Accelerated political negotiations are ruining the daily
routine for new Prime Minister Ehud Barak. No more working
into the wee hours of the morning -- it's normal work hours
for him now.
At an almost insane pace, Barak has begun making his
political contacts. He's done nothing since forming his
government, but rounds of political talks. Within one week he
managed to meet with Egyptian President Hosni Mubarak, PLO
Chairman Yasser Arafat, Jordanian King Abdallah, Turkish
President Soliman Demiral -- and then he was off to the U.S.
for a meeting with President Clinton.
The following week, the pace didn't slow down, with meetings
with British Prime Minister Tony Blair and the Prime Minister
of Spain. Why the rush? What's the hurry, Barak?
The answer to this question can be found in Barak's political
strategy, which he's had all worked out since before the
elections. It's the one hundred day plan, otherwise known as
the "By the Holidays Plan." According to this scenario, Barak
has until Rosh Hashanah for Israeli negotiating teams to sit
opposite both Palestinian and Syrian negotiating teams -- to
try for, to work out, to consolidate future peace
agreements, running both channels at the same time, taking a
parallel and simultaneous approach.
Barak's game plan is multi-phased. Phase One has already gone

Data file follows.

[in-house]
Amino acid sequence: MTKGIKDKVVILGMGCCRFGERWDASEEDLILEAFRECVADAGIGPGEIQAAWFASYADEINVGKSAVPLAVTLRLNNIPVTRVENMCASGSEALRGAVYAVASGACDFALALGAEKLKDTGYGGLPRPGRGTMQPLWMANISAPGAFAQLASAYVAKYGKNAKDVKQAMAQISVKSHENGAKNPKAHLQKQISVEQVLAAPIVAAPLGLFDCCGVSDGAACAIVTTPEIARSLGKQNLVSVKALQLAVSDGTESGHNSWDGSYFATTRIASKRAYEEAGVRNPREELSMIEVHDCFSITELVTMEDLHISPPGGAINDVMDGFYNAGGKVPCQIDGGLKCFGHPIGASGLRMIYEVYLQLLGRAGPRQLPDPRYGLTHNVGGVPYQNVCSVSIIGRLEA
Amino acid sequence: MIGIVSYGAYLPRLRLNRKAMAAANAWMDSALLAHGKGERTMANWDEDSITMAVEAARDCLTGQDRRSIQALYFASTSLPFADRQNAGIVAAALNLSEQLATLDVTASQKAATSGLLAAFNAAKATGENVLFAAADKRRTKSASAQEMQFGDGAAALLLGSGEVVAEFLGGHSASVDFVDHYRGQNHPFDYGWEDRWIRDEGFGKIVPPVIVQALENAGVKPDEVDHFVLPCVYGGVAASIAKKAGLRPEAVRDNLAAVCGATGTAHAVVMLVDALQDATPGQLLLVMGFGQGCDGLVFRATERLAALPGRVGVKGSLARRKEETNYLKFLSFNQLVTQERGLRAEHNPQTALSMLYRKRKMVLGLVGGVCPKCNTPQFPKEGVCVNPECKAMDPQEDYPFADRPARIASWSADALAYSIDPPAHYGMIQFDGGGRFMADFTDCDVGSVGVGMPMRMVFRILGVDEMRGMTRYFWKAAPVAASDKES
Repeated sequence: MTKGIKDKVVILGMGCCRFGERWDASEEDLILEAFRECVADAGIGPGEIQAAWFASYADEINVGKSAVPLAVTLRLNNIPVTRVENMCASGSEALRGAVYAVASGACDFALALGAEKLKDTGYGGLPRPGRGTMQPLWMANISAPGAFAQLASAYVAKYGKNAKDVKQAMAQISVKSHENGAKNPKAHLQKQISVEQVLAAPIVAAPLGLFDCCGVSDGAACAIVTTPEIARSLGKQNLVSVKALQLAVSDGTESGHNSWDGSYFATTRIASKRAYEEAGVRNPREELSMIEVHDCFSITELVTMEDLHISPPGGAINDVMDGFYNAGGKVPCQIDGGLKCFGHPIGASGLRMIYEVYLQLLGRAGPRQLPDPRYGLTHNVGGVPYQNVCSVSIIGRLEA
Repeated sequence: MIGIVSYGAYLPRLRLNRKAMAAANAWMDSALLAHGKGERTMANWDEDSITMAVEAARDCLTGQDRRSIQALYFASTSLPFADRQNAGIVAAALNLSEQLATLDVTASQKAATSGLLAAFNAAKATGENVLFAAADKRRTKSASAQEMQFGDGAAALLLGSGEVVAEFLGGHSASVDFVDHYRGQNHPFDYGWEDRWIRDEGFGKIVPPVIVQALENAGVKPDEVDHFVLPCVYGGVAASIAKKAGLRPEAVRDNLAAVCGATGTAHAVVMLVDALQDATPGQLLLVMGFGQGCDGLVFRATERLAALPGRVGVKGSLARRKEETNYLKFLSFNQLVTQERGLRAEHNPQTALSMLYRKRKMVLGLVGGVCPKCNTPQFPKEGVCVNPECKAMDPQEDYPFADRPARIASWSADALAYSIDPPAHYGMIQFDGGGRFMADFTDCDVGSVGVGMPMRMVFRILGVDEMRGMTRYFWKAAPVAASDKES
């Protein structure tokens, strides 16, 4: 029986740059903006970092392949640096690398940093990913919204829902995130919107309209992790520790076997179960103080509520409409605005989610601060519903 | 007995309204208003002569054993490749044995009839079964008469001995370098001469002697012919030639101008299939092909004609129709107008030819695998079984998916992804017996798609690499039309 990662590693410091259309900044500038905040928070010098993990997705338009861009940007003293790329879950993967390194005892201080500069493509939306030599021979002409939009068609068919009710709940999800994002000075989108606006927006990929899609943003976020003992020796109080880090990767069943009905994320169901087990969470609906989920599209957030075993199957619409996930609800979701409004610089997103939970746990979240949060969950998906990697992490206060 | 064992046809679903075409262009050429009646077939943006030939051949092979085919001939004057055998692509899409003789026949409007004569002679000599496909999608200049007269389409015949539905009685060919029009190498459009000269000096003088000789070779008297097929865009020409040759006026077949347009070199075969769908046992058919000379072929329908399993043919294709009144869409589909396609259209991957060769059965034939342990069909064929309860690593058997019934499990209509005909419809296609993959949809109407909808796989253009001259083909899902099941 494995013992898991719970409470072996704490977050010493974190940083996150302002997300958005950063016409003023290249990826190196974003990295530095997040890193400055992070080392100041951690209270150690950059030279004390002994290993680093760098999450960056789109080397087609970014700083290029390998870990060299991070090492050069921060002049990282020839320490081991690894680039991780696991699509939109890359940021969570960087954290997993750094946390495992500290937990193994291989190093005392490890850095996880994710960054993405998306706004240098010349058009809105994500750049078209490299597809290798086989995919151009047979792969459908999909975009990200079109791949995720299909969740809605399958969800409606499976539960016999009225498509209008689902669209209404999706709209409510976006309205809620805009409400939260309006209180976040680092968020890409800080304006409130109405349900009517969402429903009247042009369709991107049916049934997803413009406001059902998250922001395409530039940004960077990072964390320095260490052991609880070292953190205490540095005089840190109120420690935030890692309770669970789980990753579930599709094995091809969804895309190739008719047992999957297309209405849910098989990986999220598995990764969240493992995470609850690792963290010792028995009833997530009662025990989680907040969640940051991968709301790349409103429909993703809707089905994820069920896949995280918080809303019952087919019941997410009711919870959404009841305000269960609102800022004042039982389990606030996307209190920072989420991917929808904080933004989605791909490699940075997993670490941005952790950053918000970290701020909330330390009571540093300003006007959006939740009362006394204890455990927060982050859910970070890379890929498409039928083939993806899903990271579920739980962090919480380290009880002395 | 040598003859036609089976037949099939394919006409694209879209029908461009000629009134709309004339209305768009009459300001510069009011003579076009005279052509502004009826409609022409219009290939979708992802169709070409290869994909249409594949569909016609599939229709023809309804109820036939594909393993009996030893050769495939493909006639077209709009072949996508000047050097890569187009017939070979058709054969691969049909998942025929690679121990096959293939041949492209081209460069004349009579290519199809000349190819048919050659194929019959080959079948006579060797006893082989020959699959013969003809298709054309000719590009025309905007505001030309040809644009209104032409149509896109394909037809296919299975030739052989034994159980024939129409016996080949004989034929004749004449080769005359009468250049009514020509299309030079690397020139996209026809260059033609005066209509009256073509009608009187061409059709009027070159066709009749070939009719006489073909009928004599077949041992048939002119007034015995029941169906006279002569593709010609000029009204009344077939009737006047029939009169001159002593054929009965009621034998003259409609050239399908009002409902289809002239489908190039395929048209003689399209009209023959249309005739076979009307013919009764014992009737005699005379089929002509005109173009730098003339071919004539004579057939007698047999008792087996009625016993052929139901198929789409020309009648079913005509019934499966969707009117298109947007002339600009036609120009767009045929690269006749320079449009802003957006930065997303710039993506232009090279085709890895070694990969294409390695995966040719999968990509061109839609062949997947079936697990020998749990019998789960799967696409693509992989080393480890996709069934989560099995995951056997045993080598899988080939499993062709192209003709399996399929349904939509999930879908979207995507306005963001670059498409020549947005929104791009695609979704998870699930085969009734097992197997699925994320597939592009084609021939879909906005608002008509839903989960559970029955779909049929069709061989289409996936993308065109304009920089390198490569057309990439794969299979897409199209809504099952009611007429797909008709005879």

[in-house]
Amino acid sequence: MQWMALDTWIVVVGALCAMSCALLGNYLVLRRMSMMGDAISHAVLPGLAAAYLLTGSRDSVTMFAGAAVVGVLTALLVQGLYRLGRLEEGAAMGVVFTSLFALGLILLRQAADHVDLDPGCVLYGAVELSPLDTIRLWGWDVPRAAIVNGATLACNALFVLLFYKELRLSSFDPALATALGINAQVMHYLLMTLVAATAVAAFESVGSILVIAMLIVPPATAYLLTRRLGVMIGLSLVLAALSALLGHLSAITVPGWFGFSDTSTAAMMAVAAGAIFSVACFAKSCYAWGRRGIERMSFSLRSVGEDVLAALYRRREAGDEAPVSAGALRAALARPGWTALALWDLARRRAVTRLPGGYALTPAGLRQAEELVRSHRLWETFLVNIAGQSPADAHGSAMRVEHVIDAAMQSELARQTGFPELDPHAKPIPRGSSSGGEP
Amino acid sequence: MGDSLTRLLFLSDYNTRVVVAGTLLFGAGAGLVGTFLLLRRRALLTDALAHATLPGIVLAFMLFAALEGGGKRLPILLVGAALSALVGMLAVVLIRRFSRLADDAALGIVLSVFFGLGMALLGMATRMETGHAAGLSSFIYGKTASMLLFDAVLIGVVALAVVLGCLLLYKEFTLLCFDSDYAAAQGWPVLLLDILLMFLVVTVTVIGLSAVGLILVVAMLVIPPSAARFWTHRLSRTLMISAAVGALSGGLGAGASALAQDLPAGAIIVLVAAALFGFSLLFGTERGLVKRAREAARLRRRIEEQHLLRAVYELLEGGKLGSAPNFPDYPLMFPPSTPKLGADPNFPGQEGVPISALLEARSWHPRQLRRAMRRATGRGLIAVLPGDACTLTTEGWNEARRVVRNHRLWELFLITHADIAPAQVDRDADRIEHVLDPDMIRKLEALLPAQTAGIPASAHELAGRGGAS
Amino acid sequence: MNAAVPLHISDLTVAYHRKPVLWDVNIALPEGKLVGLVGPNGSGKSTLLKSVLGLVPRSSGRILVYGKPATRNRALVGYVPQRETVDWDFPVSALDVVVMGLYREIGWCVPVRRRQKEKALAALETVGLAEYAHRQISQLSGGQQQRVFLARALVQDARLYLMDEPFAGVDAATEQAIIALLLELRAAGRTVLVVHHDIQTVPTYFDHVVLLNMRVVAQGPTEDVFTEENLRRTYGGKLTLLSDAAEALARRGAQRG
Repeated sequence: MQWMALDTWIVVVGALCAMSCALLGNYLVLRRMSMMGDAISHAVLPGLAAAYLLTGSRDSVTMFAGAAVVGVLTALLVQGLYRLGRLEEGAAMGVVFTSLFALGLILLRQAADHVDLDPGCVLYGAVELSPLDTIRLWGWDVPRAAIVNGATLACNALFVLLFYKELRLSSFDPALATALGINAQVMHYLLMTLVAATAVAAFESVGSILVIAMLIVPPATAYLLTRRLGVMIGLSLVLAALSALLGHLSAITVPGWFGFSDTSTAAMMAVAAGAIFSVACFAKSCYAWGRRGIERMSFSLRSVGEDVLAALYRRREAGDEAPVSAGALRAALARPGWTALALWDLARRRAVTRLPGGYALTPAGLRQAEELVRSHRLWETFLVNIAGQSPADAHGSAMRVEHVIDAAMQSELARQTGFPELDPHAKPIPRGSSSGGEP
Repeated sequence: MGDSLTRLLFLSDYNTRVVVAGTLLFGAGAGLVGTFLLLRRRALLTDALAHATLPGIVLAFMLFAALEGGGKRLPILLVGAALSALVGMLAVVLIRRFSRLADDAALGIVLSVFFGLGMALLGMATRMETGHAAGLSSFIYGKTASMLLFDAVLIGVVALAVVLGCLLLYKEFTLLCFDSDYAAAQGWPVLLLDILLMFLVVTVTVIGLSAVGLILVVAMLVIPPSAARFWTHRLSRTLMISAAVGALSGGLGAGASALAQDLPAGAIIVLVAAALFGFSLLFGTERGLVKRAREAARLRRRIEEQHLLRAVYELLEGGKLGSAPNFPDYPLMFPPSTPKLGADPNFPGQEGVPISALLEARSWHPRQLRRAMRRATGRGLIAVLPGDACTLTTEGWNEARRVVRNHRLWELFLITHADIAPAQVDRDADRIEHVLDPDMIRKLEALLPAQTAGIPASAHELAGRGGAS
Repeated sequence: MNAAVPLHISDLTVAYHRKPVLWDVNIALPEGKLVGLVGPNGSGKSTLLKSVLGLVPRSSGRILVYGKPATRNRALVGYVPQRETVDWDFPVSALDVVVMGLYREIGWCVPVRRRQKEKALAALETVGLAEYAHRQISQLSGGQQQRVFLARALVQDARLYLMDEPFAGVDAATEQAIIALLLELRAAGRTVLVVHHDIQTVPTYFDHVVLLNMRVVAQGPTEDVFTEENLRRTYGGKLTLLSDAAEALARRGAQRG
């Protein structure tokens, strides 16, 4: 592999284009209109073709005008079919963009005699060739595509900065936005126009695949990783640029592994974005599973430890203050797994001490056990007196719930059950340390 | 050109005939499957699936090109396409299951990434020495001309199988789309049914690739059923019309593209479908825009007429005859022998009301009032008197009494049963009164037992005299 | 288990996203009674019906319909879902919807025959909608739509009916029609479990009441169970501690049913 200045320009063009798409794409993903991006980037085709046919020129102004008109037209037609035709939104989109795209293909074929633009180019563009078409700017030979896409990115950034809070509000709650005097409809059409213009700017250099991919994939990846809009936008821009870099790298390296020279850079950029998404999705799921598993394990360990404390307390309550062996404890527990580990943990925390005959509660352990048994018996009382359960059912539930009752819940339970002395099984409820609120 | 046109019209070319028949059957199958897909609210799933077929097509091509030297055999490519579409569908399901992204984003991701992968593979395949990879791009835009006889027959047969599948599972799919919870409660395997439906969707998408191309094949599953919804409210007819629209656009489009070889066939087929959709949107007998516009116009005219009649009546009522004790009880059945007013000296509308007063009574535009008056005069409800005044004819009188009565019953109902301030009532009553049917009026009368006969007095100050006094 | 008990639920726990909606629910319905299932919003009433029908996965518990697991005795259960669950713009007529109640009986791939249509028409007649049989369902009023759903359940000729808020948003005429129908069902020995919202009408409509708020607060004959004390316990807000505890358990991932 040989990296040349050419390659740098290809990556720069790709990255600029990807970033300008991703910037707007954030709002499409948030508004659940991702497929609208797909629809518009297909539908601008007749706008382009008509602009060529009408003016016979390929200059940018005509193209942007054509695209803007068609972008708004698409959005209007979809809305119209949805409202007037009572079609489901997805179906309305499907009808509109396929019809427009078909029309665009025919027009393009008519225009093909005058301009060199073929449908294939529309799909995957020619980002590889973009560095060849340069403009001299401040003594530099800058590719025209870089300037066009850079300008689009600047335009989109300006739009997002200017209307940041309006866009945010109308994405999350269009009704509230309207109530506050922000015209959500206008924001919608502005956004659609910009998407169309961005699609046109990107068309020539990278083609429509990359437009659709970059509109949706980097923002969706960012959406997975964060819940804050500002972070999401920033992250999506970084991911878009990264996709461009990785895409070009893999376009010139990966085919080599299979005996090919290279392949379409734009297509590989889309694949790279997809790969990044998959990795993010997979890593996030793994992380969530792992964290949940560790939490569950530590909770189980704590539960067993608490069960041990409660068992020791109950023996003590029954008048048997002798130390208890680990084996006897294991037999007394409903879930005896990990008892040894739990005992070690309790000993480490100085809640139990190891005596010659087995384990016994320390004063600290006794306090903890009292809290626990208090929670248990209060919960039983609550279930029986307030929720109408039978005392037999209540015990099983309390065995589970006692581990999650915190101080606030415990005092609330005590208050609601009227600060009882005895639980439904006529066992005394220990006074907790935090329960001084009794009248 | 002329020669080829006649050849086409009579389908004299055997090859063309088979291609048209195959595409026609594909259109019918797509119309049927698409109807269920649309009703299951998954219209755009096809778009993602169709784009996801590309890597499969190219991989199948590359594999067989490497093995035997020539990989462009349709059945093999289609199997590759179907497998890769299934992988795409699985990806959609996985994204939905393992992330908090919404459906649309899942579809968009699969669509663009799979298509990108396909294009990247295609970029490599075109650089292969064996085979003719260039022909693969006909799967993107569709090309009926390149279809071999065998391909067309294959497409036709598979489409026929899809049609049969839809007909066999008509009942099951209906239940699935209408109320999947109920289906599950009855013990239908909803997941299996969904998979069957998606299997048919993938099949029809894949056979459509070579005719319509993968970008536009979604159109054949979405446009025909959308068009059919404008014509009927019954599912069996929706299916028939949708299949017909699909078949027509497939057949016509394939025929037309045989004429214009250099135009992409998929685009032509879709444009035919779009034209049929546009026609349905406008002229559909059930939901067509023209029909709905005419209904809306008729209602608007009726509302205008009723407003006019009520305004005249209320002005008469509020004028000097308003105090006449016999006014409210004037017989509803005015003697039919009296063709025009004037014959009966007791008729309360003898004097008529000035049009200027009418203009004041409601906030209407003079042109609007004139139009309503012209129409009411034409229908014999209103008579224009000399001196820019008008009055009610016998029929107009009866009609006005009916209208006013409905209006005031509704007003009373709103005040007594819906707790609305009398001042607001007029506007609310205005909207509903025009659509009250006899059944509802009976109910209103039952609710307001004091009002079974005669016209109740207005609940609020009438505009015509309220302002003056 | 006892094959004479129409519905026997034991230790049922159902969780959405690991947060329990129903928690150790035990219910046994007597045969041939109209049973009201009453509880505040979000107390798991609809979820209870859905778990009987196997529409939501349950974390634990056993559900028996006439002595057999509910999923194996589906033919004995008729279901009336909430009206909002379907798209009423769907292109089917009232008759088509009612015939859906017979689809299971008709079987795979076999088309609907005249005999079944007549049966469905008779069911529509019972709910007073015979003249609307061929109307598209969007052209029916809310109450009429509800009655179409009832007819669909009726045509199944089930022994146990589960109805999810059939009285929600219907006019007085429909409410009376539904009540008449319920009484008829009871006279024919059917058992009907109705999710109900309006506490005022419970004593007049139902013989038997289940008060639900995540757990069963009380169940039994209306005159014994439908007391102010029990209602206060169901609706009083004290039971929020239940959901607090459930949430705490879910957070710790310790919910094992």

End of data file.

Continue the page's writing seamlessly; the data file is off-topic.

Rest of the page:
into action. This is the preliminary phase, in which Barak
uses the rounds of discussion to present the difficulties --
the issues that are most pressing.
In Phase One, Barak does not attempt to offer solutions.
Barak's position is, let's make a rough sketch of the problem
so that we can lay it on the table. "We will agree with our
opponents to agree on the things we disagree on," Barak said,
characteristically. He's known for short, complicated
statements -- Netanyahu would have phrased it much more
Interestingly, the Netanyahu spirit still hovers over the
political negotiations. In every single one of Barak's
encounters, mention was made of Netanyahu. All sides were
eager to make it clear that things had changed; that
negotiations would be conducted differently in the future.
It's important to remember that it was exactly this
atmosphere, this sense of new hope, that was felt in
Netanyahu's first round of talks.
In spite of this, Barak plans to build his image on
Netanyahu's political ruins and on the political freeze that
characterized the Netanyahu era. In a sense, Barak can do no
wrong. Any step he takes will be interpreted as trust
building, as more positive than his predecessor. One way or
another, Barak has Netanyahu to thank, for paving the way to
Barak's initial negotiating success.
Phase Two of the Barak game plan is where Barak switches to
the Syrian channel. Barak will attempt to find the formula
that everybody will accept -- the springboard from which
negotiations can be resumed. Syria has constantly demanded
the resumption of talks "at the point where they were
stopped." There is some controversy, however, as to where
this point is. Barak's idea is to try to resume talks based
on reaching an immediate understanding that relates to easing
the Lebanon situation.
The mapping-out phase, where Barak outlines what he sees as
the most pressing political problems, is continued following
Barak's return from the United States. Secretary of State
Albright is the one designated to move the process along,
after the Americans have heard where Barak's red lines are
drawn: which issues are nonnegotiable.